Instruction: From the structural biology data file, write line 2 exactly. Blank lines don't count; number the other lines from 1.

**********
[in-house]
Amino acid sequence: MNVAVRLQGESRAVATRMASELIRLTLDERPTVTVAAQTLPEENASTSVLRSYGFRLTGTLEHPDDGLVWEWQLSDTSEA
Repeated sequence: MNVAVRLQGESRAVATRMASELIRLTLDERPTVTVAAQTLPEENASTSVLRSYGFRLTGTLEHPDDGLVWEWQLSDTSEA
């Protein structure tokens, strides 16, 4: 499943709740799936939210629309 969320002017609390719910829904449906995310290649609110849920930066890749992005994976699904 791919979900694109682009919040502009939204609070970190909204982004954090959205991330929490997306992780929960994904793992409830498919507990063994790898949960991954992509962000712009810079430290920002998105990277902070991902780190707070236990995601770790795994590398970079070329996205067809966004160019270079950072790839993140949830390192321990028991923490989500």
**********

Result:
Amino acid sequence: MNVAVRLQGESRAVATRMASELIRLTLDERPTVTVAAQTLPEENASTSVLRSYGFRLTGTLEHPDDGLVWEWQLSDTSEA